• Licenses are not transferable to another person or place and they must be posted conspicuously in public view in the licensed establishment. The license from Hennepin County Public Health Department always has a colored border – the color for the current licensing year is blue. The color for the next licensing year starting on 2/1/2018 will be black. Vending machines also need to be licensed and should have a sticker affixed to the upper left corner of the vending machine from Hennepin County in the same color as the license. If you have vending machines but they're missing a sticker or it's a different year's color, you can find our vending application on our website under "General forms and information." Machines with bottled or canned soft drinks and/or prepackaged candy or nuts do not need a license (this exclusion from licensing comes from the Agriculture Minnesota Statutes Chapter 28A, Section 28A.15).
  • If there is a change of ownership an application must be filled out, sent to our office, and approved before the new owner takes possession. Once again, licenses are not transferable. Once submitted, an inspector will review the application and approve or deny it. If approved, an invoice and license application will be sent to the new owner. That change of ownership application can be found on our website under “General forms and information."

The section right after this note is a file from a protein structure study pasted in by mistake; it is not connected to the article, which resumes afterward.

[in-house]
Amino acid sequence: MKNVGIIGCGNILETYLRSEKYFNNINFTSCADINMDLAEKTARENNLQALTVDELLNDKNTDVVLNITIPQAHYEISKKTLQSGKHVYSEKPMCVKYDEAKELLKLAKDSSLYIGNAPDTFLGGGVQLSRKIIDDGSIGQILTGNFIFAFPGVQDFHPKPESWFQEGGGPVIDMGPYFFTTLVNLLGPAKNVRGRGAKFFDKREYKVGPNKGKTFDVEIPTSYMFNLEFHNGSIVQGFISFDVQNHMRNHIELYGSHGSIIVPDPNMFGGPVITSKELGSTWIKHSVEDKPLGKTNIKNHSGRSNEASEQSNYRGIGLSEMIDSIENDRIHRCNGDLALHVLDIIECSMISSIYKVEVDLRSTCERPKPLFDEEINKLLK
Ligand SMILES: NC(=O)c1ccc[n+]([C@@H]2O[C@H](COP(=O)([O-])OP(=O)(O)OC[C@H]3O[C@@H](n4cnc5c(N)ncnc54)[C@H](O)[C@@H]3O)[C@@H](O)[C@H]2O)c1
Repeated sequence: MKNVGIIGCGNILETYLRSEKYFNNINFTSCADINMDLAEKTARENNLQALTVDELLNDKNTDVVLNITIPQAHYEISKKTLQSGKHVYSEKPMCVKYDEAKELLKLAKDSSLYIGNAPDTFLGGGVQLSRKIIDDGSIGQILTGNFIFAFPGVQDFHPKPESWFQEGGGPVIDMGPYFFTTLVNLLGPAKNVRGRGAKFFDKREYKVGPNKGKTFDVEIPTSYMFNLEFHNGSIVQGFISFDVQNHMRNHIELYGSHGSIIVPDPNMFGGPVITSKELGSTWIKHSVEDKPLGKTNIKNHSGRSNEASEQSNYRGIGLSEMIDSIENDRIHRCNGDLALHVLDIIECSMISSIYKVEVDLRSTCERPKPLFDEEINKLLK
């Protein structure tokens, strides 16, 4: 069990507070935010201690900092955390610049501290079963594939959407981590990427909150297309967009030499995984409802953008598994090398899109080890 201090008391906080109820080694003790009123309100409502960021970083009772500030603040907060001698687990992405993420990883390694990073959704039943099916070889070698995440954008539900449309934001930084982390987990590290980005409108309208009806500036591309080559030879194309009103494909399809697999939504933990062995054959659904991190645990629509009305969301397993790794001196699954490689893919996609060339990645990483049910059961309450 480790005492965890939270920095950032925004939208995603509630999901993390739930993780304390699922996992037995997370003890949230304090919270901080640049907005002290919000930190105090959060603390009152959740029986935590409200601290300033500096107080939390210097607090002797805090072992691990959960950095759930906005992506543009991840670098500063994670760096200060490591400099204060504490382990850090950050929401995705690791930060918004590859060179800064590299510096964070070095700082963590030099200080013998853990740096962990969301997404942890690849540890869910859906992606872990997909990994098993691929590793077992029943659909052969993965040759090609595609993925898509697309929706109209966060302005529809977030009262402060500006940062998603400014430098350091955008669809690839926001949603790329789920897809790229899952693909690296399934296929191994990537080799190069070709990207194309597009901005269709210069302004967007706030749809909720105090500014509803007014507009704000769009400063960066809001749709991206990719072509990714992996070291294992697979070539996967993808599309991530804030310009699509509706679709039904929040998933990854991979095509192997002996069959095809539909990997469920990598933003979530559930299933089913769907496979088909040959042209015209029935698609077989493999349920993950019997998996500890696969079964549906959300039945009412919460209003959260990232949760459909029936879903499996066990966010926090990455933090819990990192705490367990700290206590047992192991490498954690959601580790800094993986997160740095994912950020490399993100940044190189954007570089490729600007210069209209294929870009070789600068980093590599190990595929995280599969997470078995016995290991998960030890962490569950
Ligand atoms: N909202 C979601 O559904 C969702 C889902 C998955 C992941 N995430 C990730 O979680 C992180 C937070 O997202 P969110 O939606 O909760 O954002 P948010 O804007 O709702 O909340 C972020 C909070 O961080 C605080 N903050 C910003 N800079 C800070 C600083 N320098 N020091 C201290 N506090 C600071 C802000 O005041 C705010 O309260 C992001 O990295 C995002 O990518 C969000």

• If you want to make changes to a current, proposed or previously licensed establishment, a plan review is required. This could include, but is not limited to, menu changes, equipment being added, more seating being added, remodeling, etc. The changes that occur could alter the level of licensing (low, medium, or high risk). The plan review application can be found on our website under “Plan review and HACCP."

If there are any questions about licensing, plan review, or change of ownership please feel free to call our office at 612-543-5200.

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Hennepin County food ordinance reminder - using time as a public health control for food


Hennepin County Food Protection Ordinance 3 lists requirements (that are in addition or an expansion to the Minnesota Food Code 4626 rules) that pertain to licensed food establishments within Hennepin County Health Department's jurisdiction.

The spotlight from the food ordinance that we are featuring this quarter is time used only (instead of time in conjunction with temperature) as a public health control for safety of potentially hazardous foods.